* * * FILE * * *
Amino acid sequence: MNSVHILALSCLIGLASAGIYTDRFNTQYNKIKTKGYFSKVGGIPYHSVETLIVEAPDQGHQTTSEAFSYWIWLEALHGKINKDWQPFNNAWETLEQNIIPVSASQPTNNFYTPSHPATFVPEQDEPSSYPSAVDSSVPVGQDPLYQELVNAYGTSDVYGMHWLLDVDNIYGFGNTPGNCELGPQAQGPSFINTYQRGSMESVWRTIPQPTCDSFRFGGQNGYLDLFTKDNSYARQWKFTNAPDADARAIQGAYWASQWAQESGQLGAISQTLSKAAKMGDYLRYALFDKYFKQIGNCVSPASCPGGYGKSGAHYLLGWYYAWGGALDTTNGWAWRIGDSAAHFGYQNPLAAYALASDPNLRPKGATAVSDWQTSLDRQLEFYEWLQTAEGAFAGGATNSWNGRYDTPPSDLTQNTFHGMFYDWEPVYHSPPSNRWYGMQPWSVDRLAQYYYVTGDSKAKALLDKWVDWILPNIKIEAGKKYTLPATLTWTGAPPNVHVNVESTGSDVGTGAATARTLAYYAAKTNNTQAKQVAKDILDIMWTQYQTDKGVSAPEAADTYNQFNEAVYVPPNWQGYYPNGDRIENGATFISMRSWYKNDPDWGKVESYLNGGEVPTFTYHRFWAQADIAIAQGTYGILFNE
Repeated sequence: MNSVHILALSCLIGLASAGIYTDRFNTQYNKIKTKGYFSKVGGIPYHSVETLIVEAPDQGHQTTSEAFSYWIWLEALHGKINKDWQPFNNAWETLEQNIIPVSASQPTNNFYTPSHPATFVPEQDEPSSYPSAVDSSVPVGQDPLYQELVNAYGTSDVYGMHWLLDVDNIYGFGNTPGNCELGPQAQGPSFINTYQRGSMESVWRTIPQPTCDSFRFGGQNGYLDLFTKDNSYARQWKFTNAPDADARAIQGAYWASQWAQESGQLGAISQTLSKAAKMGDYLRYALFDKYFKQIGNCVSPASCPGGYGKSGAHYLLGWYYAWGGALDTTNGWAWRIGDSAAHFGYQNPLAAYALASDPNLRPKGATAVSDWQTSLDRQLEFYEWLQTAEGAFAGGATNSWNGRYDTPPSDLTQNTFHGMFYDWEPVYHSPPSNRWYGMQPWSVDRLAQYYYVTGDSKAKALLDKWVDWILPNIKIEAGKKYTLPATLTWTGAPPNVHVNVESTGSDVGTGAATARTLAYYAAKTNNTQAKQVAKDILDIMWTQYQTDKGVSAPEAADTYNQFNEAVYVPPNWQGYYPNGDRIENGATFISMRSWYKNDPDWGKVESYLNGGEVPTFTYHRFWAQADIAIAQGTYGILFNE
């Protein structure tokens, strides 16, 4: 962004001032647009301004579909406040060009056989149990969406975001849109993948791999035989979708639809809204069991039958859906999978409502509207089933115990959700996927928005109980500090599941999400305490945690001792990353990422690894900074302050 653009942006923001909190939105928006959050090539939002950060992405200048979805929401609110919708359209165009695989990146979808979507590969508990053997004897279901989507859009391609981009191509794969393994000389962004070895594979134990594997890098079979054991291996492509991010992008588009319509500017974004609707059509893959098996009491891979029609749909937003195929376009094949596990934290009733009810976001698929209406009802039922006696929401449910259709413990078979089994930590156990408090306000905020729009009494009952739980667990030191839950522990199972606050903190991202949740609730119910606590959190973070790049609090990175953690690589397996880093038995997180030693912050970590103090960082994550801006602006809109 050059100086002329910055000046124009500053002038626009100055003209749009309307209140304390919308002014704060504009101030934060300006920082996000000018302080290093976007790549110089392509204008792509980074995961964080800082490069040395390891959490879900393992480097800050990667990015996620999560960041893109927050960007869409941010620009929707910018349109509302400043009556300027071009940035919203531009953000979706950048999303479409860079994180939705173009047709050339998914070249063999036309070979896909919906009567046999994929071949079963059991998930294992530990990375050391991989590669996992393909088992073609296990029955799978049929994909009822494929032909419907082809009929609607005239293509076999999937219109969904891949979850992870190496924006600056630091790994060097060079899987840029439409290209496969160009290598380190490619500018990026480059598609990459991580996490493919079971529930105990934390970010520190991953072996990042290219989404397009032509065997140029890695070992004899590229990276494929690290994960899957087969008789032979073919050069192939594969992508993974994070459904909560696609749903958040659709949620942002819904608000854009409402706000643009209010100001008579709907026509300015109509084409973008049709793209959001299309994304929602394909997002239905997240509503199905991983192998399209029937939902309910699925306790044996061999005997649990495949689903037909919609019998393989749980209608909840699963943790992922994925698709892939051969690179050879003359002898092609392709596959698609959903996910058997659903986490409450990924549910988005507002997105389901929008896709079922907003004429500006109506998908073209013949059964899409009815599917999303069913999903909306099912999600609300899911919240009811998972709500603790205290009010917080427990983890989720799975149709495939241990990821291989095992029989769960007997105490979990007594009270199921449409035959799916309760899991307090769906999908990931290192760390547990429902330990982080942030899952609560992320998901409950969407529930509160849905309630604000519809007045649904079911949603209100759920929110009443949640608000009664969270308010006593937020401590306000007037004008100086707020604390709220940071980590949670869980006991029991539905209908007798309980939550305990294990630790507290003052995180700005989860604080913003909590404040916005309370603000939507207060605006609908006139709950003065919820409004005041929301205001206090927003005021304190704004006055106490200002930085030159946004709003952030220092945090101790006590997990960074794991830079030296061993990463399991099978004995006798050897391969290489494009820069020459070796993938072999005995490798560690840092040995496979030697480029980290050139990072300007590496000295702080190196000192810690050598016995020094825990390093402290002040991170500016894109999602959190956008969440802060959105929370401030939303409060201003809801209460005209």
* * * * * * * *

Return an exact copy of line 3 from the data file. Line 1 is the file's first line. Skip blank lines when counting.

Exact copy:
């Protein structure tokens, strides 16, 4: 962004001032647009301004579909406040060009056989149990969406975001849109993948791999035989979708639809809204069991039958859906999978409502509207089933115990959700996927928005109980500090599941999400305490945690001792990353990422690894900074302050 653009942006923001909190939105928006959050090539939002950060992405200048979805929401609110919708359209165009695989990146979808979507590969508990053997004897279901989507859009391609981009191509794969393994000389962004070895594979134990594997890098079979054991291996492509991010992008588009319509500017974004609707059509893959098996009491891979029609749909937003195929376009094949596990934290009733009810976001698929209406009802039922006696929401449910259709413990078979089994930590156990408090306000905020729009009494009952739980667990030191839950522990199972606050903190991202949740609730119910606590959190973070790049609090990175953690690589397996880093038995997180030693912050970590103090960082994550801006602006809109 050059100086002329910055000046124009500053002038626009100055003209749009309307209140304390919308002014704060504009101030934060300006920082996000000018302080290093976007790549110089392509204008792509980074995961964080800082490069040395390891959490879900393992480097800050990667990015996620999560960041893109927050960007869409941010620009929707910018349109509302400043009556300027071009940035919203531009953000979706950048999303479409860079994180939705173009047709050339998914070249063999036309070979896909919906009567046999994929071949079963059991998930294992530990990375050391991989590669996992393909088992073609296990029955799978049929994909009822494929032909419907082809009929609607005239293509076999999937219109969904891949979850992870190496924006600056630091790994060097060079899987840029439409290209496969160009290598380190490619500018990026480059598609990459991580996490493919079971529930105990934390970010520190991953072996990042290219989404397009032509065997140029890695070992004899590229990276494929690290994960899957087969008789032979073919050069192939594969992508993974994070459904909560696609749903958040659709949620942002819904608000854009409402706000643009209010100001008579709907026509300015109509084409973008049709793209959001299309994304929602394909997002239905997240509503199905991983192998399209029937939902309910699925306790044996061999005997649990495949689903037909919609019998393989749980209608909840699963943790992922994925698709892939051969690179050879003359002898092609392709596959698609959903996910058997659903986490409450990924549910988005507002997105389901929008896709079922907003004429500006109506998908073209013949059964899409009815599917999303069913999903909306099912999600609300899911919240009811998972709500603790205290009010917080427990983890989720799975149709495939241990990821291989095992029989769960007997105490979990007594009270199921449409035959799916309760899991307090769906999908990931290192760390547990429902330990982080942030899952609560992320998901409950969407529930509160849905309630604000519809007045649904079911949603209100759920929110009443949640608000009664969270308010006593937020401590306000007037004008100086707020604390709220940071980590949670869980006991029991539905209908007798309980939550305990294990630790507290003052995180700005989860604080913003909590404040916005309370603000939507207060605006609908006139709950003065919820409004005041929301205001206090927003005021304190704004006055106490200002930085030159946004709003952030220092945090101790006590997990960074794991830079030296061993990463399991099978004995006798050897391969290489494009820069020459070796993938072999005995490798560690840092040995496979030697480029980290050139990072300007590496000295702080190196000192810690050598016995020094825990390093402290002040991170500016894109999602959190956008969440802060959105929370401030939303409060201003809801209460005209």